Visit our Getting Started Guide: Compost Piles for some basic information before starting your Compost Pile.

This short guide will give you detailed step-by-step instructions on how to build your Compost Pile. So follow along to be making Soil Amendments before you know it!

Step 1

You’ll need materials to get your compost pile started, so gather an adequate amount of both “Green” and “Brown” composting materials. Try to keep things balanced around the 30:1 C:N Ratio and break your materials down into smaller pieces if necessary but separate your “Greens” and “Browns” for the time being.


You’ve got to build a pile that is AT LEAST 1 cubic meter or 3’x3’x3′ on each side for the composting pile to work efficiently.

Step 2

Scout out a location for your new compost pile. When choosing the place for your new compost pile, keep in mind that it’s best if your heap stays moist and has minimal sunlight. You also may want to keep it away from anywhere that smell may be an issue. Once you’ve located the perfect spot in your yard, you’ll need to lay an old pallet or sticks in a criss-cross pattern to increase air movement underneath the pile.

Step 3

After you’ve built your base up, it’s time to start constructing our pile. The process of making a compost pile is similar to making a Lasagna Garden. Alternate thin layers of both “Green” and “Brown” material over your base and mix the layers with a pitchfork or stick as you go. Every 30cm or 1′ thoroughly water the new compost pile. Your Aerobic Bacteria will thank you and have everything necessary to flourish. You’ve now successfully built your first Compost Pile! Wahoo! We’ll be focusing on compost pile maintenance from here.

Step 4

After letting your new compost pile sit for a couple of weeks, you should notice that the compost pile is warm or even hot to the touch, possibly having even shrunk some. You’ve got to decide whether you intend to use your nutrient-rich soil now or if you’re going to let it continue to break down even further. The bacteria feeding on the waste will continue to work until there is nothing left. However, over time the process slows down a lot. If you’re satisfied with your pile, leave it where it sits and start a new pile next to the previous one if necessary.

Step 5

If you’re in a rush to get your compost working in your garden, you need to turn the pile after a couple of weeks. The process of turning your compost pile is relatively simple. Using a spade or pitchfork, you move the compost pile from one location to another, usually right next to the original heap. During this process, it mixes the compost pile and lets air into the center of your mass. If the compost pile has dried out, you should water it as you turn it every 30cm or 1′ as you rebuild the heap. Then leave it to do its work for another couple of weeks, checking the moisture after a week.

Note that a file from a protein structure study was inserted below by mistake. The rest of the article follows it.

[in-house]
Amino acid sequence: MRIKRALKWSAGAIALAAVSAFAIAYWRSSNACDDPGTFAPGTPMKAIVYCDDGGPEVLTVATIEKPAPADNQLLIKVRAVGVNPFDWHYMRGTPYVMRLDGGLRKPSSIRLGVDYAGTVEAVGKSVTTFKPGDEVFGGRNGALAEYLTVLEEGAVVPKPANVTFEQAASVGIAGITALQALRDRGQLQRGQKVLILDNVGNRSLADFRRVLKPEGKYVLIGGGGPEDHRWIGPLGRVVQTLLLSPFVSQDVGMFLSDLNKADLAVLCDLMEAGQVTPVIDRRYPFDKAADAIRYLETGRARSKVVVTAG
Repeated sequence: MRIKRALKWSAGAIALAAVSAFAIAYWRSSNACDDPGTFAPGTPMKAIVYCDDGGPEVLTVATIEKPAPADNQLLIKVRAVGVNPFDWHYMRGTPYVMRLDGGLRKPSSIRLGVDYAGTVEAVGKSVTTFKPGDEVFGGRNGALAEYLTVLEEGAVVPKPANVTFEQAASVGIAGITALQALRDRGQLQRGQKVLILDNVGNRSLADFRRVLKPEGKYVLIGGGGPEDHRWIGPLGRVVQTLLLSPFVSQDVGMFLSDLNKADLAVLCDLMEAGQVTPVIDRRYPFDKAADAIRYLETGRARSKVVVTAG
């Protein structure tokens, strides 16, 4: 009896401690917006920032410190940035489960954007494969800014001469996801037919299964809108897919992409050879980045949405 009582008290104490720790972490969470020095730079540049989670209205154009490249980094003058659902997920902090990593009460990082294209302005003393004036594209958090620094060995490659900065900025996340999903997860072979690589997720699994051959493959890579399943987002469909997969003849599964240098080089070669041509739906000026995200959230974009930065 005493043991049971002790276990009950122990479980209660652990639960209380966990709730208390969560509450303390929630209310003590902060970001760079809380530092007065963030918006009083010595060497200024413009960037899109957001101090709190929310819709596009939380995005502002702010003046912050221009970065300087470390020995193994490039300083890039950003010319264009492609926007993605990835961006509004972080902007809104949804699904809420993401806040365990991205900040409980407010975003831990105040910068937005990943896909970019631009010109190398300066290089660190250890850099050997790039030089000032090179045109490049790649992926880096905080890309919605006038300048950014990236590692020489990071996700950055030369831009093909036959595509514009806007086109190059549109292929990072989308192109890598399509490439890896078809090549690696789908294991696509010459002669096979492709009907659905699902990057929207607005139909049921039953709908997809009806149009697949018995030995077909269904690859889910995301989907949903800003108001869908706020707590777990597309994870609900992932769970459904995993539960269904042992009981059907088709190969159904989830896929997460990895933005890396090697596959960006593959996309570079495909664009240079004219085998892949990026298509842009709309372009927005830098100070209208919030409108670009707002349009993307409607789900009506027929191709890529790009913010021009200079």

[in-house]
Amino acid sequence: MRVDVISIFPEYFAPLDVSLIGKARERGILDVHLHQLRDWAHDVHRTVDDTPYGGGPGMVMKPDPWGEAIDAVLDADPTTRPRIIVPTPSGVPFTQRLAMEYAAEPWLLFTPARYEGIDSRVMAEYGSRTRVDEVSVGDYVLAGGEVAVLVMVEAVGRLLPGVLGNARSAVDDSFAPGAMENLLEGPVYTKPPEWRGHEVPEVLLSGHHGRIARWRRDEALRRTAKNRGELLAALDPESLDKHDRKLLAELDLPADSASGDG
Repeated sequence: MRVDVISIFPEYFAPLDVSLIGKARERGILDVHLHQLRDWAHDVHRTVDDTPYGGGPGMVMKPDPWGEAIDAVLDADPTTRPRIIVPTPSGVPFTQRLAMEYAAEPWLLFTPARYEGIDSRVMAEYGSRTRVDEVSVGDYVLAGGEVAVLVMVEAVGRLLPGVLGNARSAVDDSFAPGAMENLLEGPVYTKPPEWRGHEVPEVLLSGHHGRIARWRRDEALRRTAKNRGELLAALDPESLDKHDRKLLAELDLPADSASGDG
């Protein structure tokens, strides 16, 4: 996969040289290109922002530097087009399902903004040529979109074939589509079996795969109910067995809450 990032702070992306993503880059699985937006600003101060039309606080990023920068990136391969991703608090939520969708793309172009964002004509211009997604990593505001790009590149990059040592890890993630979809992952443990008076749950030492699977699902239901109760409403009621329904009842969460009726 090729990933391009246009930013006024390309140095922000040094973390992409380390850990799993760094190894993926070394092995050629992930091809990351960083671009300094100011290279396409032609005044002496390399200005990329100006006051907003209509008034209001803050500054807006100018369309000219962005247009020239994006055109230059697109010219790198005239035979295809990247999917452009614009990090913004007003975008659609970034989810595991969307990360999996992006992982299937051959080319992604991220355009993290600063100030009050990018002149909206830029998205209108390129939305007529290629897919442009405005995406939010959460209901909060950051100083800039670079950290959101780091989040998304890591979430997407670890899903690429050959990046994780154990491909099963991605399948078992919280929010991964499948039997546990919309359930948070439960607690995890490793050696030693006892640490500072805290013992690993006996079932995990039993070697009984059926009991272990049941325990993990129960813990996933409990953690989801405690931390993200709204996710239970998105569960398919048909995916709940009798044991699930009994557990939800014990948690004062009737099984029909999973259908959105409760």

Step 6

After another two weeks, your pile likely got warm to the touch again and has shrunk some more. Now it’s time to turn your compost pile again, just like you did in the previous step! Then leave it to work for another couple of weeks, checking the moisture after a week.

Step 7

After six weeks from the start of your endeavor, your pile should resemble a rich mound of black soil. There may be a few chunks of organic matter still throughout the compost pile. Remember tho it’s a rich mixture of minerals your garden will adore. 


If your compost hardly resembles soil, you’ve made a mistake. After the second turning, your pile doesn’t start to look like soil steps were likely missed. Common causes of this issue are Not Enough Greens, Lack of Moisture, or Your Pile is Too Small. You can use these materials to try and build another compost pile.


Organic Gardeners who do a lot of composting tend to like to keep things tidy. They usually keep three bins or barrels right next to each other for the process. Bin 1 to start their pile. Then the container is then turned into Bin 2 after a couple of weeks. Finally, after a couple more weeks, it’s turned once again into Bin 3. After a couple of weeks in Bin 3, the materials are then taken and spread out on your garden. You can have up to 3 full bins with compost at various stages.


Composting is a great way to reuse trash and unwanted items to create nutrient-rich soil. You’ll need to consider what you want to put into the mix and what you want to keep out! Be careful with what you choose to add to your mix, or you might end up with a stinky, overheated, slow composting mess that will attract vermin to your yard. NEVER COMPOST TOXIC ITEMS!!! The toxins will be passed on to your soil and eventually the fruits of your labours. Some items you should never add to a compost pile include;

Charcoal Ashes, Kitty Litter, Colour Printed or Glossy Newspaper/Flyers, Sticky Labels, Dog or Human Feces, Lime, Meat & Animal Fat, Fish, Grease, Oil, Bone, Citrus Peels, Toxic Materials, Onion, Treated Wood or any form of Synthetic Fertilizer.

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